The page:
Tracking the Oriental Pratincole – Update #6

Making the big move

Oriental Pratincole
Oriental Pratincole

SUN, SHE and SEC are now in Cambodia with up to 160km between them (Figure 1a.). SHE and SUN are both in the Tonle Sap Biosphere Reserve, with SEC remaining in the Prey Veng Province. SEP has made a big move to India (Figure 1b.).

Figure 1 - OP Update 6
Figure 1a. Migration tracks of the four satellite-tagged Oriental Pratincoles as of April 6th, 2019.
Figure 1 - OP Update 6
Figure 1b. Locations of the four Oriental Pratincoles in India, Cambodia and Vietnam as of April 6th, 2019.
Table 1 OP Update 6
Table 1. Distance travelled on migration since capture in mid-February, 2019.

Oriental Pratincoles on the move

Where there's water

Leg Flag SUN (PTT 83591)

On the 30th March, SUN was in the Mekong River Delta region of Vietnam. Data received on the 5th April indicates SUN is now located another 340km north in the southern area of the Kampong Thom Province in the Baray District of Cambodia, 90km north of Phnom Penh (Figures 2a. & 2b.).

The Kampong Thom Province is the second largest province in Cambodia, within the Tonle Sap Biosphere Reserve, where rice paddies and aquaculture dominate the landscape. SUN is 100km east of SHEs western Tonle Sap location of the past six weeks. SUN is approximately 3930km from the 80 Mile Beach release site in North West Australia.

Figure 3 - OP Update 6
Figure 2a. SUN's migration path from Vietnam to Cambodia.
Figure 4 - OP Update 6
Figure 2b. SUN's location in Kampong Thom Province, Cambodia as of April 5th, 2019.

From plain to plain

Leg Flag SEP (PTT 83593)

From the 22nd March, SEP was located in the Nakhon Ratchasima Province, Thailand. Around the 1st April SEP left Mainland Southeast Asia and flew towards India (Figure 3a.).

The latest data from the 6th April finds SEP on the coastal plains of Odisha, a state in East   India approximately 1815km north west of its Thailand location. Unlike the remote and isolated coastal plains of Eighty Mile Beach, the District of Kendrapara, where SEP is currently located, consists of predominately agricultural allotments (legumes, rice and jute), with many small villages nearby (Figure 3b.). However a similarity does exist in the frequent weather events, including cyclones, flood and drought that occur in both regions. Sep is currently 5800km from the 80 Mile Beach release site.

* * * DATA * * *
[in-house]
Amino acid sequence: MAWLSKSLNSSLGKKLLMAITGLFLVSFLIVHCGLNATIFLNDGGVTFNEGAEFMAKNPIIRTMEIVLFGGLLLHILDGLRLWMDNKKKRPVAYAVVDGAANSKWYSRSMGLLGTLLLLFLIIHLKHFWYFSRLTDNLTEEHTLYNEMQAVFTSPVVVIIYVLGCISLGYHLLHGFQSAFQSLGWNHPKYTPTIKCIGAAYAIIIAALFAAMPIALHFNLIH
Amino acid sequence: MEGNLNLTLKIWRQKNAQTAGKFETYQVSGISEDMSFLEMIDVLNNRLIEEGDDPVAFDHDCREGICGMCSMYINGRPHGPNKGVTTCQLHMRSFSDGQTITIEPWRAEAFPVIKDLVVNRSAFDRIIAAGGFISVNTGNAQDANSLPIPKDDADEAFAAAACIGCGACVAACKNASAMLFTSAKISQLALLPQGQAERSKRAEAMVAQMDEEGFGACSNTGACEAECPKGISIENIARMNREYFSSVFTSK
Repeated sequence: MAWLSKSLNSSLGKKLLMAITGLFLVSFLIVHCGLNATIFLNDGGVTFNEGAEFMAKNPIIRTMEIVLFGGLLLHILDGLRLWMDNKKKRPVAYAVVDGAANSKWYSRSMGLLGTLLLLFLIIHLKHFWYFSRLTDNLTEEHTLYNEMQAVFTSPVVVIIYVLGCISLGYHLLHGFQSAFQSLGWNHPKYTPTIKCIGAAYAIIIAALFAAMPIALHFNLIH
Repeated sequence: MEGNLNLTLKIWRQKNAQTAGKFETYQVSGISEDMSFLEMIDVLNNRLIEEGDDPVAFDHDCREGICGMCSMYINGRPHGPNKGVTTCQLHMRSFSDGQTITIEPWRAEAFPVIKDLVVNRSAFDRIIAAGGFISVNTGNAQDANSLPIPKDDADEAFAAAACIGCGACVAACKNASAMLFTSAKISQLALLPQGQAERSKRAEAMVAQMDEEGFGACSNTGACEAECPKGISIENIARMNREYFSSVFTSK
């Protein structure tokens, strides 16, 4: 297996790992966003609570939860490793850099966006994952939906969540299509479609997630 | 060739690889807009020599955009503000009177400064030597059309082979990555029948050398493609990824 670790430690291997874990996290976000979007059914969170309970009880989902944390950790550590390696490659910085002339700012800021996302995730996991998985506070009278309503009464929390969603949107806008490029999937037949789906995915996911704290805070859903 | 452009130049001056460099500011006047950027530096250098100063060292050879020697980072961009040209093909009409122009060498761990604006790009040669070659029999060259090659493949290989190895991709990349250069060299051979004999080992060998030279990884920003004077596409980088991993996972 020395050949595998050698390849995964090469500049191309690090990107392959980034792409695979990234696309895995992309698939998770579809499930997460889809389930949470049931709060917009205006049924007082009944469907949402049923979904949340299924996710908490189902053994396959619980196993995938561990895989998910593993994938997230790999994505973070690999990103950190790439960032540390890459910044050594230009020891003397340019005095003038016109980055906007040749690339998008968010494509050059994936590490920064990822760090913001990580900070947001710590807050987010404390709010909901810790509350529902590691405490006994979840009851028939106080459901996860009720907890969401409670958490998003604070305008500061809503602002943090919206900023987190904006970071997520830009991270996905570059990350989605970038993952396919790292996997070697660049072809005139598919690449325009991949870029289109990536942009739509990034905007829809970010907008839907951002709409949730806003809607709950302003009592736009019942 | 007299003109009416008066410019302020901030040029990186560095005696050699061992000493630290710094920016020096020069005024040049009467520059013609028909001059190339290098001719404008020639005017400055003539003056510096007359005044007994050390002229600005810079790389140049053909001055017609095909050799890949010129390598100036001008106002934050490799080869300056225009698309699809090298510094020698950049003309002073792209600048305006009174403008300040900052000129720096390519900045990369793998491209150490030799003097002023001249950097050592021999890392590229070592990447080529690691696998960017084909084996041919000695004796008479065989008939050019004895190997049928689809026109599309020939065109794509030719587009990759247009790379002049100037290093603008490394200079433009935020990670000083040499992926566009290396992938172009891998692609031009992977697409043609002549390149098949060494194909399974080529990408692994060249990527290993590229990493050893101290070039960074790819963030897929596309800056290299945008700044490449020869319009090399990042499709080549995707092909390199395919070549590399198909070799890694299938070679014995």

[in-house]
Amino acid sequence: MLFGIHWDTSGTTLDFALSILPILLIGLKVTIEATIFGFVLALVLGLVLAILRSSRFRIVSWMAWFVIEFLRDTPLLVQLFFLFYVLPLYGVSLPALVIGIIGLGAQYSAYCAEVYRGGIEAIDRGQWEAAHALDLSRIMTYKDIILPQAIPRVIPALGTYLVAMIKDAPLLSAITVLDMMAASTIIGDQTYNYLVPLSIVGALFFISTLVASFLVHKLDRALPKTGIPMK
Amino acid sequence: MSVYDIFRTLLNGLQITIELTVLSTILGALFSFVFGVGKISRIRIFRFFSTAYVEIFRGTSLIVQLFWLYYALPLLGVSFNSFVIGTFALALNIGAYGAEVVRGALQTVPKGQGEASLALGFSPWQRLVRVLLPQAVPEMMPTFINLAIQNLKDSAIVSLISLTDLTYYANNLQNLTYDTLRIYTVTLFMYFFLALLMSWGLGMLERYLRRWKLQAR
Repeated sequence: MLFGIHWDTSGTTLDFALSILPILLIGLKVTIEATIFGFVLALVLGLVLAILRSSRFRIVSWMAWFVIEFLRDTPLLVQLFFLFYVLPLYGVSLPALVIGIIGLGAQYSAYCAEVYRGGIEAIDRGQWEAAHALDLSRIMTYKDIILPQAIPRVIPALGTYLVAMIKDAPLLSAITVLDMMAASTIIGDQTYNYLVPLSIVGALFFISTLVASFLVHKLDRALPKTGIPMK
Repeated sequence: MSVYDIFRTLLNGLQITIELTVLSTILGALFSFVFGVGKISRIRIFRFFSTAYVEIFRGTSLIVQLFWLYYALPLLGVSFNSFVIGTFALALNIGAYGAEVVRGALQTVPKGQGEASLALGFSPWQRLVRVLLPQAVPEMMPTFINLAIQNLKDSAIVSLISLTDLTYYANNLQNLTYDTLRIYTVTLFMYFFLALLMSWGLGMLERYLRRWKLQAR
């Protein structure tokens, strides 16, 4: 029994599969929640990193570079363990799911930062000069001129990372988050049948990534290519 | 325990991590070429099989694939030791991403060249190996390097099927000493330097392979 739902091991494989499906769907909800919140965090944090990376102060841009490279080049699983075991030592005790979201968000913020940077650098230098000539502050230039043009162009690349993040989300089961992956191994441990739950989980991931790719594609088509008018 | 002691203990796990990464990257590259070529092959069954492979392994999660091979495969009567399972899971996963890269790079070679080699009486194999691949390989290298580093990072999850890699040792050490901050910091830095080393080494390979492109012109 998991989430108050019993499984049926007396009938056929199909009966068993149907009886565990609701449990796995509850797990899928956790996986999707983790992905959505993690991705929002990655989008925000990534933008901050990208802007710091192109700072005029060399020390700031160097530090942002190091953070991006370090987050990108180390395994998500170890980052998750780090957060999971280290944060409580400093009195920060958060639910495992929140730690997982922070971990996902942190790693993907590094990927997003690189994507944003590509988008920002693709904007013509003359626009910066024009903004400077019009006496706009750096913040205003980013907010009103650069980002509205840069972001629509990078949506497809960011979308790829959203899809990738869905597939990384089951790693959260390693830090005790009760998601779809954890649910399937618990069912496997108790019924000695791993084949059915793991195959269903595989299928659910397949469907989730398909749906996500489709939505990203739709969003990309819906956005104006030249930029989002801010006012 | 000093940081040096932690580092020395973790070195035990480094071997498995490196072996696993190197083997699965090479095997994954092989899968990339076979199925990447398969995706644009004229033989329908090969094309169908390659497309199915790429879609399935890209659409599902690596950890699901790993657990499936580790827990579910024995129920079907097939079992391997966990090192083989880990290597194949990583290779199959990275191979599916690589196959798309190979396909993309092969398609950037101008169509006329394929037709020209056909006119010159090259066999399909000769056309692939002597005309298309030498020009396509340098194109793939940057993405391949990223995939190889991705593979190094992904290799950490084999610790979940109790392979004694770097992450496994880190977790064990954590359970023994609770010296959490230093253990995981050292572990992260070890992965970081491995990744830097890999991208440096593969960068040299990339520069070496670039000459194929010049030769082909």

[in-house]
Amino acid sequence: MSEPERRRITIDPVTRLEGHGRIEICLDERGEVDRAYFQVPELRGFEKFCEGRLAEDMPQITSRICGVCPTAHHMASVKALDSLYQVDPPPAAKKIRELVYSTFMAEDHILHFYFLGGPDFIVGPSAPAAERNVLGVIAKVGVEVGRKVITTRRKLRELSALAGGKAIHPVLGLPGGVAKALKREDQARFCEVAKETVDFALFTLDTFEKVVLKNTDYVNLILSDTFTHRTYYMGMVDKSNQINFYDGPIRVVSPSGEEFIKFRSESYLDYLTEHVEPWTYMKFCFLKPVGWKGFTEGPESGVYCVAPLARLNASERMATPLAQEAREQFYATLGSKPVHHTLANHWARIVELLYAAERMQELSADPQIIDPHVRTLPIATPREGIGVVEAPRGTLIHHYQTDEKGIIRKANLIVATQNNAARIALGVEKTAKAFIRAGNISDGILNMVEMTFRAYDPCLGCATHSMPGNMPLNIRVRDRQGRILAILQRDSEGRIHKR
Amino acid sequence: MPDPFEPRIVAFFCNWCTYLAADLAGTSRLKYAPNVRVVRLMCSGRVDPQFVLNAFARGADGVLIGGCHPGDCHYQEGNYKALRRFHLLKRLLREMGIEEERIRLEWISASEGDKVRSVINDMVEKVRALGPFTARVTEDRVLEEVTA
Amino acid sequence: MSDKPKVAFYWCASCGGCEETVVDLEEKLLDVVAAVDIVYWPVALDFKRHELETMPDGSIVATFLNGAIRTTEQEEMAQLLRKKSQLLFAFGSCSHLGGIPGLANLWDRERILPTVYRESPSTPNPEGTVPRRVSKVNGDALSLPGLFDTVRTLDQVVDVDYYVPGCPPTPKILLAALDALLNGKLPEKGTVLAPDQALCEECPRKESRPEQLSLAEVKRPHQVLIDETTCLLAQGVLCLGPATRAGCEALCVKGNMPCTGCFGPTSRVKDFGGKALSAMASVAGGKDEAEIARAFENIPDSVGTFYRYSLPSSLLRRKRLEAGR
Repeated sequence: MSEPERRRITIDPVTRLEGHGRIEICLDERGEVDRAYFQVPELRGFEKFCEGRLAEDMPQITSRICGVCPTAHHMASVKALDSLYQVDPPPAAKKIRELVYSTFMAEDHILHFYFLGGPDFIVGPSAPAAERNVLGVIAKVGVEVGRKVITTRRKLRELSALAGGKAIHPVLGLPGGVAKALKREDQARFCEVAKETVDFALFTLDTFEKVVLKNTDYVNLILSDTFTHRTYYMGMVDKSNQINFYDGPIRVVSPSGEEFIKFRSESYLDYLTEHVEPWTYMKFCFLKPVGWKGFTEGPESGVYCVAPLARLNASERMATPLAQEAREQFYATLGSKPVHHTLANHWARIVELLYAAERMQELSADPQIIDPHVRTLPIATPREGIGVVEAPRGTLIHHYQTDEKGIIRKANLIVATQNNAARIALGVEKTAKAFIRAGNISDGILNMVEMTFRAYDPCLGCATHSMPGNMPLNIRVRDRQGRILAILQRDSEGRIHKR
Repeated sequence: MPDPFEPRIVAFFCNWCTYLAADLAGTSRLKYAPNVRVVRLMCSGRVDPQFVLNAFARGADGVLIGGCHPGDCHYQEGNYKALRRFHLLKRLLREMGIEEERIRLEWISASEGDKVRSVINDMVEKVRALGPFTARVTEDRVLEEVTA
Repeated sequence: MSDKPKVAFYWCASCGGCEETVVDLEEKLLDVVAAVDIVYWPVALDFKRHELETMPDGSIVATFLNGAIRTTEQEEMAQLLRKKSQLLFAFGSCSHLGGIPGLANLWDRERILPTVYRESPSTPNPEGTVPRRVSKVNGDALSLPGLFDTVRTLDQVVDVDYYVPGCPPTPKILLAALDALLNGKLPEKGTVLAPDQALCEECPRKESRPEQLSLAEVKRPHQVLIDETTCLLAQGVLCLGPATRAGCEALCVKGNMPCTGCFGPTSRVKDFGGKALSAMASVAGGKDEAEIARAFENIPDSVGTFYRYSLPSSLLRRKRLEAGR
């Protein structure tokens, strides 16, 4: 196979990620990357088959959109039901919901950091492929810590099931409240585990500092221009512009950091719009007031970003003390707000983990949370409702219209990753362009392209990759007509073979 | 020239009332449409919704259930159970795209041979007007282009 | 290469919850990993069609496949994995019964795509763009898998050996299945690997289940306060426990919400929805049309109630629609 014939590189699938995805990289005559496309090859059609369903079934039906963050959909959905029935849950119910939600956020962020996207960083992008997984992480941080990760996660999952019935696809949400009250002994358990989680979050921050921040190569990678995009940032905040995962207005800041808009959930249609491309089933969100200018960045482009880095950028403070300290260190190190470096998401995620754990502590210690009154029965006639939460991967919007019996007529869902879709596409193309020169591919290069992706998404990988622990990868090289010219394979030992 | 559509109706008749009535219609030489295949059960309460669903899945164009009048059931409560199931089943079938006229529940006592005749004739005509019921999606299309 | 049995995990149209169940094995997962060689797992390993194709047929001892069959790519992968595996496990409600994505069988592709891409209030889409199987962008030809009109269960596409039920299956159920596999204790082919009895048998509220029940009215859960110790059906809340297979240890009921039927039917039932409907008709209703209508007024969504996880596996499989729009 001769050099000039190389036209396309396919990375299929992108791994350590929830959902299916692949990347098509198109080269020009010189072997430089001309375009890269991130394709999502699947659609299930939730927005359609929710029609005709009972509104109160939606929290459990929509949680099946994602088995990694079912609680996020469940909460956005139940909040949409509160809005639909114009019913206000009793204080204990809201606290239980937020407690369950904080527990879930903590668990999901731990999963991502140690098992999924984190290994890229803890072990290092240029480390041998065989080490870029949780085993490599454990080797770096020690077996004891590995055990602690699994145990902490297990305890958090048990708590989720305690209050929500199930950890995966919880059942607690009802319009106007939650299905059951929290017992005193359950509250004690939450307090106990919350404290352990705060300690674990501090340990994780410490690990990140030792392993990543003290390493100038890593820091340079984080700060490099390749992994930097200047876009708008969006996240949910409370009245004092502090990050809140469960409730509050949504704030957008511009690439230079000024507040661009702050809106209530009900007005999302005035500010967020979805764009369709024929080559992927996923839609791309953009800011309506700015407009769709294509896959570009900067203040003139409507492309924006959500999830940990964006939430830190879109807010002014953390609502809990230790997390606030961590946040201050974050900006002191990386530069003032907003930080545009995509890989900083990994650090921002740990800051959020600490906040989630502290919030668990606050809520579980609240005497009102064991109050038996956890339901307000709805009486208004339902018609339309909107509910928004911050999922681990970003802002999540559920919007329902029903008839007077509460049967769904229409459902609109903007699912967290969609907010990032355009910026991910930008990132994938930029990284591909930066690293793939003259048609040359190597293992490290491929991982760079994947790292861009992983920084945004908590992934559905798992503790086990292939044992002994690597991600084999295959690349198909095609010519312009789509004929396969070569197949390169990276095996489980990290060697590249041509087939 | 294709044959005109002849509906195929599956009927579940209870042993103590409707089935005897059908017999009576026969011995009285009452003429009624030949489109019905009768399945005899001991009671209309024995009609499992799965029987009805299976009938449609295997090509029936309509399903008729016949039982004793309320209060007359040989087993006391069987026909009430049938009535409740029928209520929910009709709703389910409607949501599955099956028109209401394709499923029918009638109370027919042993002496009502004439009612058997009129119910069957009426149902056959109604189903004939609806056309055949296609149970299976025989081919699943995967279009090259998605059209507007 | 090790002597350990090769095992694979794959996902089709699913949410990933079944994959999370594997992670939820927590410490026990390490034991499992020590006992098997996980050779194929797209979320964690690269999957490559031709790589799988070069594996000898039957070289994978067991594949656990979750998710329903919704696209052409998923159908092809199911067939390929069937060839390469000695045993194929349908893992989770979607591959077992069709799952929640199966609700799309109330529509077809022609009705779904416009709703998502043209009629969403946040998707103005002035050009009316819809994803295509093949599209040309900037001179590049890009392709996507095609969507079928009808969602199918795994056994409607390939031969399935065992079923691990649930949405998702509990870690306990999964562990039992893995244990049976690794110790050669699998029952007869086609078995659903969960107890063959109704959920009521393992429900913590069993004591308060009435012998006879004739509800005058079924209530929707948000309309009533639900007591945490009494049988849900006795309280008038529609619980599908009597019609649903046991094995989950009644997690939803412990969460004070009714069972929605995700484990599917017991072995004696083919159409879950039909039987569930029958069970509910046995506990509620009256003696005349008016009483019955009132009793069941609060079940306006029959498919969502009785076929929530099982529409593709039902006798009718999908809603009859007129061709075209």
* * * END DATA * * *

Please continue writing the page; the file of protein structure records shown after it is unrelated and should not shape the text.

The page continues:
Figure 5 - OP Update 6
Figure 3a. SEP's track from Thailand to India.
Figure 6 - OP Update 6
Figure 3b. SEP in agricultural land of Kendrapara District as of 6th April, 2019. Note the many surrounding villages.

To breed or not to breed

Leg Flag SHE (PTT 83595)

For the past six weeks SHE continues to inhabit the Tonle Sap Biosphere Reserve, Cambodia (Figure 5.). It is difficult to judge whether SHEs movements in this area are an indication of potential breeding/nesting behaviour or normal foraging/roosting behaviour. We are left to wait and wonder for another week.

Figure 7 - OP Update 6
Figure 5. Oriental Pratincole, SHE's location using grassland and forest habitat in the Roniem Forest near Tonle Sap Lake, Cambodia.

The good life in the green belt

SEC (PTT 83596)

SEC has now been in the Prey Veng Province, Cambodia, 40km northeast of Phnom Phen, for 17 days (Figure 6.). It seems that the regions fertile land benefits both the wildlife and the people of the area.

Figure 8 - OP Update 6
Figure 6. Oriental Pratincole, SEC's location, 40km north east of Phnom Penh, Vietnam as of April 6th, 2019.

Download a PDF copy of this report – Oriental Pratincole Satellite Tracking Report Number 6

Acknowledgements

Clive Minton

The extensive and expensive satellite tracking program we have set up in NWA has only been possible through the efforts and generosity of a large number of people and organizations. It is difficult to know where to start with the formal acknowledgements so I will list them – but not in any particular order of priority.

  1. The members of the AWSG NWA 2019 Wader and Tern Expedition and similar NWA expeditions in previous years, are particularly thanked for their efforts in the field in catching, banding and deploying transmitters on a range of species.
  2. Landowners are especially thanked for permission to go onto their property to enable us to catch various species in order to deploy the satellite transmitters. In particular we thank Anna Plains Station for giving us the freedom to roam over large areas of grazed grassland when counting and catching target species.
  3. AWSG acknowledges the Yawuru People via the offices of Nyamba Buru Yawuru Limited for permission to catch birds on the shores of Roebuck Bay, traditional lands of the Yawuru people.
  4. AWSG acknowledges the Karajarri and Nyangumarta people for permission to catch birds to be marked for this project on the shores of 80 Mile Beach, traditional lands of the Karajarri and Nyangumarta.
  5. The cost of the satellite transmitters, which cost around $5000 each, and the satellite downloading costs (around $1000-1500 per month) have been met by a variety of sources. Private individuals (Charles Allen and Doris Graham) have made most generous individual contributions. Kate Gorringe-Smith and her team of artists involved in The Overwintering Project made a large, generous donation from funds raised during their various public exhibitions. The annual NWA Expedition members, collectively, also provided significant funds each year.
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Grace Maglio
Author
Grace began working in conservation in the late 1990’s, but it wasn’t until she stopped in Broome halfway into a trip around Australia in 2013, that she discovered migratory shorebirds. She was spellbound and has been promoting their conservation ever since.
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